The Dutch National Maritime Museum, locally known as the Scheepsvaart Museum, is located in the more eastern part of Amsterdam. Before entering the museum one must marvel at the immense 17thcentury admiralty building.
Built in 1656, it served as an arsenal for naval equipment such as canons, gunpowder, sail, flags and so forth. Besides being located in a beautiful building this museum also hosts one of the most prominent maritime collections in the world with around 400,000 objects.
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The collection includes ship models, paintings, weapons and classic world maps. The paintings show, among other things, Dutch naval officers such as Michiel de Ruyter and impressive Dutch historical naval battles. The collection of cards contains copies of Willem and Joan Blaeu. Inside the National Maritime Museum Amsterdam you get to explore over 500 years of Dutch maritime history.
This museum also hosts some unexpected highlights! These include a full-scale replica of the original Dutch East India Company’s (VOS) 700-tonne and 65-foot (20 meters) Amsterdam, one of the largest ships of the fleet.
The ships lays moored outside at the back of the museum. Back inside you can walk on in the belly of a life-size whale, which is a part of an exhibition dedicated to the whaling trade.
Walk around inside, hear its heartbeat and touch its skin!
The museum also hosts a number of interactive exhibitions such as loading of the canons in the right way in order to fire! These days It’s also possible to do some time traveling at the Maritime Museum Amsterdam!
Return to Holland’s golden age with the spectacular Virtual Reality time journey “dare to discover”. During the trip you make a flight over the historic port of Amsterdam and experience how this area developed at lightning speed into a bustling port.
You’ll witness a number of events, such as the creation of the impressive shipyard and the Sea Warehouse – the current museum – and the construction and launch of an actual warship.
Between 2007 and 2011 the National Maritime Museum was extensively renovated. Reception rooms, public spaces, restaurant and the library were completely redesigned. The goal was to modernise the building, while at the same time retaining the feeling of a 17th-century warehouse. The absolute highlight of the renovation is the roofing over the courtyard. It consists of thousands of pieces of glass in a metal frame. The compass lines of old nautical charts inspired the design.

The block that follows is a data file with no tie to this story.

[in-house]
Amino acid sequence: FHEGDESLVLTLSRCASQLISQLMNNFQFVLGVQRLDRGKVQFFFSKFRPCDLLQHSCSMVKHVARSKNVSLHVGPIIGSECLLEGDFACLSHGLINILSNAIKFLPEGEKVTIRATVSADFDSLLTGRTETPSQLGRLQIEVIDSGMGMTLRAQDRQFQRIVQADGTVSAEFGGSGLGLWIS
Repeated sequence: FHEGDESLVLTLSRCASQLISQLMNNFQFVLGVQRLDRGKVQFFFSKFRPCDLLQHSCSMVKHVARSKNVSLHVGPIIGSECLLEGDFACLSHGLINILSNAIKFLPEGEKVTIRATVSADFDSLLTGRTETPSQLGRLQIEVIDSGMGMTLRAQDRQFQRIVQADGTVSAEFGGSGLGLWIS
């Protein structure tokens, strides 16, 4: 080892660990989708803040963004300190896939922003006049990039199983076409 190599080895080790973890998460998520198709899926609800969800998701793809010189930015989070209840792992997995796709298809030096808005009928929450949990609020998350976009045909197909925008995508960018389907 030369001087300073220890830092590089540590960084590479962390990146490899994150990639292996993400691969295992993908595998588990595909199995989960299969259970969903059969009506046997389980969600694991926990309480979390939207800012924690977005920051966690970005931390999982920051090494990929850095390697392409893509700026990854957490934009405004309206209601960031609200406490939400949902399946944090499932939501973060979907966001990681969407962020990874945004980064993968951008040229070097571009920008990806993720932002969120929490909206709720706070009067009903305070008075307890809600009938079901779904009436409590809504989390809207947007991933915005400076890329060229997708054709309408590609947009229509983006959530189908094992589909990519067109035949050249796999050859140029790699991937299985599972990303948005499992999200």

The museum also hosts a great cafe & restaurant to have a bite to eat or some drinks. They serve quality food at a fair price and the service is great. Here you can get delicious Dutch apple pie and heavenly jenever from Wijnand Fockink – Amsterdam’s most famous producer of jenever.
All in all people typically spend up to 3 hours in the National Maritime Museum Amsterdam. The museum is located at the Oosterdok (eastern side of Amsterdam Central Station along the river IJ, 20 minute walk) and if you are with children you could combine this history oriented museum with a visit to the scientifically oriented NEMO museum which is located a 5 minute walk from the Maritime Museum.
If you want to learn more about the Dutch Golden Age. Also visit the Rijksmuseum or Our Lord in the Attic.
This big museum is open 7 days a week and is great to visit under all weather conditions. Monday through Sunday 9:00 am till 17:00 pm.
Entrance fee for adults: 16,50- euro.
For children and youth (4- 17): 8,- euro.
Younger than 4 can enter for free.
Street: Kattenburgerplein 1
Zipcode: 1018 KK
Directions: the museun can be reached by bus from Amsterdam Central Station. Take either bus-line 22 (to Muiderpoort station) or bus-line 48 (to Borneo Island). The Kadijksplein stop is in front of the Maritime Museum.
By foot: it’s a 20 minute walk from Central Station to the National Maritime Museum Amsterdam, where you pass the impressive building of NEMO Science Museum
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